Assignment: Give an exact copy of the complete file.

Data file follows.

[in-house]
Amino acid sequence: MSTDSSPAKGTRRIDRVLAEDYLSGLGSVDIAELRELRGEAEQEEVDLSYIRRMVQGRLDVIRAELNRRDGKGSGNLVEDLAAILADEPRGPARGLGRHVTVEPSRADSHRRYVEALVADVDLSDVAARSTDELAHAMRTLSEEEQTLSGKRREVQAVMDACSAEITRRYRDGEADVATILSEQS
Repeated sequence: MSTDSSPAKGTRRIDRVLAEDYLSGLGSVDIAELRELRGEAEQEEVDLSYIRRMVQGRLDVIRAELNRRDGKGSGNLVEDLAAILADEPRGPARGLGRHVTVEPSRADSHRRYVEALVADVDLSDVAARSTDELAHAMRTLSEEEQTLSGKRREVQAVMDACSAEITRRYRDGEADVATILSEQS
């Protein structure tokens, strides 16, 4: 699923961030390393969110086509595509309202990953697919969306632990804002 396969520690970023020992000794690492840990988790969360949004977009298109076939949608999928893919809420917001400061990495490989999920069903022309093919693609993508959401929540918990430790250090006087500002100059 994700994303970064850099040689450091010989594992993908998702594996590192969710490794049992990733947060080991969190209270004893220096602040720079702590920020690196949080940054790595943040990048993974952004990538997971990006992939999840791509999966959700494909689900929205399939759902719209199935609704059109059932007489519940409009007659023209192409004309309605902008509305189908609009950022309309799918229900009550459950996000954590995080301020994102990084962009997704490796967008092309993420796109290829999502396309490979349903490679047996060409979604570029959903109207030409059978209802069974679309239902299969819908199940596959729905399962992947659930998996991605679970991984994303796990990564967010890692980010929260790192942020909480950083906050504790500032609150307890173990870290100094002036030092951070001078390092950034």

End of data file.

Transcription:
[in-house]
Amino acid sequence: MSTDSSPAKGTRRIDRVLAEDYLSGLGSVDIAELRELRGEAEQEEVDLSYIRRMVQGRLDVIRAELNRRDGKGSGNLVEDLAAILADEPRGPARGLGRHVTVEPSRADSHRRYVEALVADVDLSDVAARSTDELAHAMRTLSEEEQTLSGKRREVQAVMDACSAEITRRYRDGEADVATILSEQS
Repeated sequence: MSTDSSPAKGTRRIDRVLAEDYLSGLGSVDIAELRELRGEAEQEEVDLSYIRRMVQGRLDVIRAELNRRDGKGSGNLVEDLAAILADEPRGPARGLGRHVTVEPSRADSHRRYVEALVADVDLSDVAARSTDELAHAMRTLSEEEQTLSGKRREVQAVMDACSAEITRRYRDGEADVATILSEQS
């Protein structure tokens, strides 16, 4: 699923961030390393969110086509595509309202990953697919969306632990804002 396969520690970023020992000794690492840990988790969360949004977009298109076939949608999928893919809420917001400061990495490989999920069903022309093919693609993508959401929540918990430790250090006087500002100059 994700994303970064850099040689450091010989594992993908998702594996590192969710490794049992990733947060080991969190209270004893220096602040720079702590920020690196949080940054790595943040990048993974952004990538997971990006992939999840791509999966959700494909689900929205399939759902719209199935609704059109059932007489519940409009007659023209192409004309309605902008509305189908609009950022309309799918229900009550459950996000954590995080301020994102990084962009997704490796967008092309993420796109290829999502396309490979349903490679047996060409979604570029959903109207030409059978209802069974679309239902299969819908199940596959729905399962992947659930998996991605679970991984994303796990990564967010890692980010929260790192942020909480950083906050504790500032609150307890173990870290100094002036030092951070001078390092950034």